Follow the trends set by leading companies and you’ll develop new ways to reach younger consumers, while you grow your business.
By Marshall Dirks, Director of Marketing & Public Relations, Proven Winners LLC
At Proven Winners®, we track consumer behaviors and trends so that customers understand and appreciate our message. Reaching younger buyers is challenging, even when you “understand” their perspectives and values.
Younger buyers value the idea of sacrifice and they also value services that save them time, money and effort. By understanding this, you can create new opportunities to attract those buyers with a strong narrative about your organization, and offer the services they’re eager to use.
A few years ago, I shared some marketing trends (see the article here) that are still driving the interest and behavior of younger buyers.
With varieties selected to thrive in each season, the Proven Winners® 2016 National Combinations make it easy for consumers to succeed. From top, they are Evening Breeze (spring), Summer Breeze (summer) and Autumn Breeze (fall).
For instance, buyers are more interested than ever in the origin of products and the process. They want to know what goes into products, where they are made or grown, and whether your company is using sustainable practices or doing something to improve the world.
Major corporations are changing their practices and telling customers why they’re changing. A few examples are: Subway is removing artificial additives; Apple is moving to ethical sourcing of materials; and CVS has stopped selling tobacco products. As these organizations change the way they operate, they’re asking, “How can we help our customers make better decisions?”
We’re starting to see this reflected within our own industry, as container recycling becomes more prevalent, and as growers and retailers take a closer look at the products they use on their plants and in their stores.
If you’ve changed a practice for the better, share the story. It will capture consumers’ attention when it reflects their values. Perhaps even conduct a workshop that helps your staff and customers better understand the issues involved and why change was made. I’ve seen a number of garden centers invite beekeepers to speak, for instance.
Are you working more closely or cooperatively with your employees or vendors? Your organization will benefit directly from their ideas and practices, and this story will resonate with consumers. Choose one local vendor and invite them to tell their story to your customers – pushing local stories is increasingly important.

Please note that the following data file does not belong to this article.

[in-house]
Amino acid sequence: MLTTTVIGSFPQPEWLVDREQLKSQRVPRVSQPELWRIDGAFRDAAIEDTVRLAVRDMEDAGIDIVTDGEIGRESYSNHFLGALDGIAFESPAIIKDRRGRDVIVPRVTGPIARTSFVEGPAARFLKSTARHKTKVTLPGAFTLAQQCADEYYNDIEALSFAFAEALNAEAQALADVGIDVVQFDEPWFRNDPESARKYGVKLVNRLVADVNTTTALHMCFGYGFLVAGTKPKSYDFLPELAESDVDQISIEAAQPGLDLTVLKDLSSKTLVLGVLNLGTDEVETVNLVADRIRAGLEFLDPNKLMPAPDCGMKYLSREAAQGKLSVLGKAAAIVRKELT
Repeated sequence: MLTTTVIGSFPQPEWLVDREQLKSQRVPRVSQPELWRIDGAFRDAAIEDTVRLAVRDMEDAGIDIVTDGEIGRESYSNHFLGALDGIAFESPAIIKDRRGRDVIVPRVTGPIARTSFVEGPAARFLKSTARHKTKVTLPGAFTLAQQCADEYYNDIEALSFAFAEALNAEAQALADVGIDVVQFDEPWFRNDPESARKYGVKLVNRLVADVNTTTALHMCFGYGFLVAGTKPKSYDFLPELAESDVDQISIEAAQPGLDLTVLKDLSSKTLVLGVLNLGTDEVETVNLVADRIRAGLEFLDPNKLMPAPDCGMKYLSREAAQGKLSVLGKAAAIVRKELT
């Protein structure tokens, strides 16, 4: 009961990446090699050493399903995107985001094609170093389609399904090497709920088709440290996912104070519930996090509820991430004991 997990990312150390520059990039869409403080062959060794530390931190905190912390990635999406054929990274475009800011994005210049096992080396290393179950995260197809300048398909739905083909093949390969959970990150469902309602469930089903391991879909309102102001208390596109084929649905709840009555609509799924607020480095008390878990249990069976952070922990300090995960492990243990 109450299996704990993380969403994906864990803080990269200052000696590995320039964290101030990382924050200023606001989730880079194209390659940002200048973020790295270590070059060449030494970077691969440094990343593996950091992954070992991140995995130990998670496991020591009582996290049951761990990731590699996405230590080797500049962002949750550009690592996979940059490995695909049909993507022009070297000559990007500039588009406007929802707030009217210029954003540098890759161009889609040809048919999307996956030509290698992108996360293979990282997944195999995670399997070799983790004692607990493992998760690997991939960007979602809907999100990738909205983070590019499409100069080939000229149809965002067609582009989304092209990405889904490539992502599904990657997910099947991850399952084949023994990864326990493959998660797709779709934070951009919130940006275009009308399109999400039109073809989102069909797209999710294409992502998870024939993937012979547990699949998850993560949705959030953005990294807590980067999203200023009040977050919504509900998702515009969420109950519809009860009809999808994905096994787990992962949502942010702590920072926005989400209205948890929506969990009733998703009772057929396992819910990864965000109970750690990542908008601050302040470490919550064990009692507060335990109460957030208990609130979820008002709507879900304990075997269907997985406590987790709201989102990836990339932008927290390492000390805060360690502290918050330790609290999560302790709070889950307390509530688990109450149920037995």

Check out what these companies are doing to attract millenials and how they weave their message to them.
Consumers are also interested to see how companies make meaningful sacrifices for the greater good. According to Forbes, 88% of millennial buyers think companies should try to achieve their business goals while improving society and the environment. For instance, the move away from neonics and towards alternative products and practices is a sacrifice that companies are starting to make. That’s a story worth telling.
“Hydrangeas Demystified” is a downloadable educational PDF prepared by Proven Winners®, which can also be a handout for customers.
If you recycle containers and other materials, tell that story. When you improve your employees’ working conditions or offer them new rewards, tell that story. When you share your expertise within the larger industry for the good of the industry, tell that story.
The New Year is a time to reexamine practices that cause internal conflict in your organization or create obstacles for customers. Rewarding employee behavior you want to see or making it easier to buy your products, rewards your organization in the end. Share that story!
We know the younger generations value their time and efforts differently than their parents, and the trends show many younger people will happily pay for services just to get the results they want more quickly. This is changing the way our industry does business:
Who knew UBER would bring carolers to your home, or your neighbor’s home. How can you exceed your customer’s expectations?
What about “choose the plants for me?” The number one challenge for the typical garden center shopper is choosing the right plant. Many people don’t know or care if a plant is a geranium or not — they just want something that will look good.
Would a “valet shopper” for a small fee work in your store? Ask your customers. If 10% say “yes,” consider implementing a “pilot-program” and make it invitational only — everyone wants something special.
Learn what customers complain about and what they perceive as difficult, then create an opportunity for yourself. Do you offer an easy-to-buy “grower assortments?” Many fine restaurants have a “chef’s selection” — which tend to surprise the customers with something they probably could not create themselves.
What about a customer guarantee program? Do you offer a service plan? Do you hand out pruning schedules to hydrangea buyers, for instance? Check out our Hydrangeas Demystified handout here.
As garden retailers start to sell online, more opportunities become available. Ask if the ordering process is simple enough. Does that need to be streamlined? Do you offer delivery or in-store pickup options? Can they buy gift certificates or services/maintenance online?
The challenge to marketers is collecting the data to know and help your customers. By looking creatively at ways to bundle products they want with services they’ll buy, you have a better long-term chance at keeping their loyalty in years to come.